Near the end of his life, in the quiet beautiful room Dad died in at Bethel house, I told him a bunch of times that I was proud of him and that I loved him, but could have done more to make him see for sure the difference he made in peoples lives. I could have said more or perhaps done more to show him that in my eyes he was not a disappointment at all. I could have been a better son and tried to remember to tell him how proud I was of him, at least as often as he would say it to me.

So, back to that Wednesday in October, in a living room in Caledon, for a final time, he put away his fear, he hid his pain, dug deep and mustered a voice, and for a couple of minutes, one last time, he tried to make someone smile by being happy himself playing his guitar.

“Make believe you love me, one more time, for the good times”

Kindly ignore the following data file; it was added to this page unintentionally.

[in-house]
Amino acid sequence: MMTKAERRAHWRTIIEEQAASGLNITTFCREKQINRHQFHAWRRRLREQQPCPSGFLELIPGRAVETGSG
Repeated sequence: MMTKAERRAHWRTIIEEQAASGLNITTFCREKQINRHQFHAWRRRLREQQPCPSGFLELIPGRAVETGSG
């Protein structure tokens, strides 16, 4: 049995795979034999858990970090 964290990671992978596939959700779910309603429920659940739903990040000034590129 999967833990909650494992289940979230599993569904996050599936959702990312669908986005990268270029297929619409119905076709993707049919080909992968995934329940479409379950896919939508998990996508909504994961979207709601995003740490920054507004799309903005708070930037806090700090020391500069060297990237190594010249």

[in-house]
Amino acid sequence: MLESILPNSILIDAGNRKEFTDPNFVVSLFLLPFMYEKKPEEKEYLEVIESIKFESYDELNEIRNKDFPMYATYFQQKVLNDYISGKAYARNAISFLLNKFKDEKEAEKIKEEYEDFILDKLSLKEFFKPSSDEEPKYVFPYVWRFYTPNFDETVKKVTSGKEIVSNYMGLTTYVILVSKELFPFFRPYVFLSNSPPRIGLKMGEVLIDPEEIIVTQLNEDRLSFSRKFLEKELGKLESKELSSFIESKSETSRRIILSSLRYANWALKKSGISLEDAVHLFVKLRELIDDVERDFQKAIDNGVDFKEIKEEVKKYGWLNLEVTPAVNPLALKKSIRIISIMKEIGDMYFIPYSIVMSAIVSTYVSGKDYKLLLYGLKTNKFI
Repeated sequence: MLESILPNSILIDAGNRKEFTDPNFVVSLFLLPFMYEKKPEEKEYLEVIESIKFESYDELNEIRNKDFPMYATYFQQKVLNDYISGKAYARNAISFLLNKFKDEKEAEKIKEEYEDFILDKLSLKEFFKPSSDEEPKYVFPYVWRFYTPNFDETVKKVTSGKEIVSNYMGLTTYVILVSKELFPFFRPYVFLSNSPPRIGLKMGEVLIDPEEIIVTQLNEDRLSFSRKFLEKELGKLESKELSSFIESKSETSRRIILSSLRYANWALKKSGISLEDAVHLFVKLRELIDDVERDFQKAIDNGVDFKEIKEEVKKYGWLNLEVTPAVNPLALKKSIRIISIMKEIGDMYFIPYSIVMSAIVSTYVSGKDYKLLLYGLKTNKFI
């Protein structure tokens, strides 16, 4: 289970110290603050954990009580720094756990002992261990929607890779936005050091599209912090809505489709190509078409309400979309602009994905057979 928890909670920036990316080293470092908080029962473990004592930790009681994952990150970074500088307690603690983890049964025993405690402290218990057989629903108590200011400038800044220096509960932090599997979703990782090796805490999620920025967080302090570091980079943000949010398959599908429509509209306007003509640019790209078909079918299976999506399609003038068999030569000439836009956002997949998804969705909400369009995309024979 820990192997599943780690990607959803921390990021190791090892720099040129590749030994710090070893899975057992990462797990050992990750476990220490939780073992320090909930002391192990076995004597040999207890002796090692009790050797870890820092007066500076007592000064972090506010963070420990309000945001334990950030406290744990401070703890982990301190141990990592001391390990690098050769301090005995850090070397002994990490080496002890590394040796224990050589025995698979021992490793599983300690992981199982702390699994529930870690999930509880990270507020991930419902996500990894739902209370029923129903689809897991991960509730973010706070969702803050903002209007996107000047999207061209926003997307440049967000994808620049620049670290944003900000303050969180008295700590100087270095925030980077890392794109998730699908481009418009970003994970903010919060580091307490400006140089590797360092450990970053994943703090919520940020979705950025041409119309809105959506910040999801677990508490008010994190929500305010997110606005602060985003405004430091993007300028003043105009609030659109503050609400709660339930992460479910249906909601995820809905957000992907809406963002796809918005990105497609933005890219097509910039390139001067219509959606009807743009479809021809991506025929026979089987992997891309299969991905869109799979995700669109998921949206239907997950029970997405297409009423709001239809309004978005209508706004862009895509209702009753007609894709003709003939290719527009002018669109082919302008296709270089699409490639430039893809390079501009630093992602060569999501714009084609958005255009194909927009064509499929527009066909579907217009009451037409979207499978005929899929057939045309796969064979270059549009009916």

The Trip
A particularly fond memory of my father was the trip we took last summer to see my sister and her family in Newfoundland. It had been 4 years since I saw my sister, and more than 5 since my dad had, and that thought of not being able to say a true, face-to-face goodbye for my sister troubled me. So I hatched a plan to hit the road with the girls, my sister Debbie and my father. We had a small window of time; so planning was fast. From inception to departure, I think it was 8 or 9 days.

DadtripThe specific reason for taking the trip was unclear to me until maybe 1200 kilometers into it.   Cats In The Cradle came on the radio, and the irony of my dad singing, all be it the wrong lyrics, relaying the sentiment of the father / son song from the 70’s about troubled relationships or perhaps lost opportunity, somehow made the trips’ purpose clear to me.

Not in Disney fashion, the story of a struggled relationship, re-kindled to a place of happy, all wrapped up in 90 minutes of laughs and tears, over coming obstacle on a sunny day road trip; but a real story of unforgiving or maybe excepting or perhaps coming to terms with the fact that it’s ok to not be good.